REGARDLESS OF CIRCUMSTANCES, it was probably inevitable that Muñoz should eventually be ousted by any party which had taken him in--no matter how brilliant his record. Political parties need money to survive; in Puerto Rico such money came largely in the form of donations from the sugar industry and its associated business activities; sugar didn't mind giving money to a party which advocated the enforcement of the Five-Hundred-Acre Law, to be followed eventually by independence--as long as it confined its efforts to advocating and didn't do anything real about the matter. But Muñoz was no lip-service politician. He stated his political theses and then set out to implement them. He regarded politics, not as a career or a means for personal enrichment or advantage, but as a convenient means for carrying out the ideas which he, as a poet and a patriot, had formulated.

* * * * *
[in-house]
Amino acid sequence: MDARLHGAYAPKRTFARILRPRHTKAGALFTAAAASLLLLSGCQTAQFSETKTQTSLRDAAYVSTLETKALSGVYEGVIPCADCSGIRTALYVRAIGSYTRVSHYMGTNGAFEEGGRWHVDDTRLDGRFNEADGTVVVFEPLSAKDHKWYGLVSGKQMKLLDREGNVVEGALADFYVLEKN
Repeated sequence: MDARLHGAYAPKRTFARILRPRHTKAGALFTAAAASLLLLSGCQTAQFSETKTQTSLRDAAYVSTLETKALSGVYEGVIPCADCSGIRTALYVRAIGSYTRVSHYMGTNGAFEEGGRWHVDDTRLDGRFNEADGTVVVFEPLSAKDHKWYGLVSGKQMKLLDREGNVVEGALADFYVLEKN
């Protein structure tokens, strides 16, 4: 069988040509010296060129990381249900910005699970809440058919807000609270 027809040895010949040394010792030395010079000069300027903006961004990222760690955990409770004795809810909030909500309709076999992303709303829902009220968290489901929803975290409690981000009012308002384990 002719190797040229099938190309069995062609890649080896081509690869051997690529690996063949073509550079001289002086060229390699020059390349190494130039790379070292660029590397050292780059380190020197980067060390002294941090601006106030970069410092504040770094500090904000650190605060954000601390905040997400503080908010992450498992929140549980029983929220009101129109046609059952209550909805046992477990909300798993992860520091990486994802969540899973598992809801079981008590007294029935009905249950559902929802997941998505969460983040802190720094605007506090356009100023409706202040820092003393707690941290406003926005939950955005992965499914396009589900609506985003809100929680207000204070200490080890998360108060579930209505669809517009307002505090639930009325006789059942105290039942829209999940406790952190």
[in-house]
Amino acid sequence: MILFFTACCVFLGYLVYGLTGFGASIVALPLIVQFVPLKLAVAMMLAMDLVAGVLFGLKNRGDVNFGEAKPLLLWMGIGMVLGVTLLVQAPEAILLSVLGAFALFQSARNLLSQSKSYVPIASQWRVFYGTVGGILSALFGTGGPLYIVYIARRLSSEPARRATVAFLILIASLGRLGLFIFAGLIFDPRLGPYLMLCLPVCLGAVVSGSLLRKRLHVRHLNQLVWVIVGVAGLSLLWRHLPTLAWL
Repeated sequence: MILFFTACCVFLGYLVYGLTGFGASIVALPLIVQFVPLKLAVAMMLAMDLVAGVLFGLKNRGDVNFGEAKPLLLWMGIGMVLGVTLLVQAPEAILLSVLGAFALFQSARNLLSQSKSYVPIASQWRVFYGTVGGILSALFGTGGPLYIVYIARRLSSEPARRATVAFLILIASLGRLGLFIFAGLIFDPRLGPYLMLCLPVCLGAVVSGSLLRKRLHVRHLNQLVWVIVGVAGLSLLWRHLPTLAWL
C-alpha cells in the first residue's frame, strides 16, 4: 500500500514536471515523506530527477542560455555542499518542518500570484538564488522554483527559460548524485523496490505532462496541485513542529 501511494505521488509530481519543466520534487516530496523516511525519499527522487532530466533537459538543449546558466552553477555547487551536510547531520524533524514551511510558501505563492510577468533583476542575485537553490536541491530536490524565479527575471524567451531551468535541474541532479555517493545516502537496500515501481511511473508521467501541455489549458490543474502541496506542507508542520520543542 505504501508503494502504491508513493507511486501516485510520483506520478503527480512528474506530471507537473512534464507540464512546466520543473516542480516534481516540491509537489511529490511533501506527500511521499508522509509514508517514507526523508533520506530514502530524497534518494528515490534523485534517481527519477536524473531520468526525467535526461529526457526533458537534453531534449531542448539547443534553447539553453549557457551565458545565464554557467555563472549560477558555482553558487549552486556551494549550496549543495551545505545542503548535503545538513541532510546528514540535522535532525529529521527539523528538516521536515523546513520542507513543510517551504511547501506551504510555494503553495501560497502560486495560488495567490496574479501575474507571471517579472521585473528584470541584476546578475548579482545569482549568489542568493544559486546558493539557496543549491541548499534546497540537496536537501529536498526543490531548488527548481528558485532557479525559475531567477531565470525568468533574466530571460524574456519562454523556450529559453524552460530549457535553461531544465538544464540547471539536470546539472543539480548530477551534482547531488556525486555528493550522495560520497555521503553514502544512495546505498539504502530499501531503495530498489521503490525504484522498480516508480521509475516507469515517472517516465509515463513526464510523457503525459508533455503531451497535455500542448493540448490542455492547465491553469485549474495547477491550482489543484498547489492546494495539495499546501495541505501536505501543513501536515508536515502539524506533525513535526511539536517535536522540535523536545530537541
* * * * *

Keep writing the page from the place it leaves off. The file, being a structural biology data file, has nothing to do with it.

I remember talking to his chauffeur in 1936, when Muñoz was still a senator. "Señor," said the latter, "I have driven for nearly all of the big political figures on the island, but I never again want to drive for anybody except Muñoz Marin. He is the only politician here who always says exactly the same things to people who ride in his car with him that he does in his public speeches."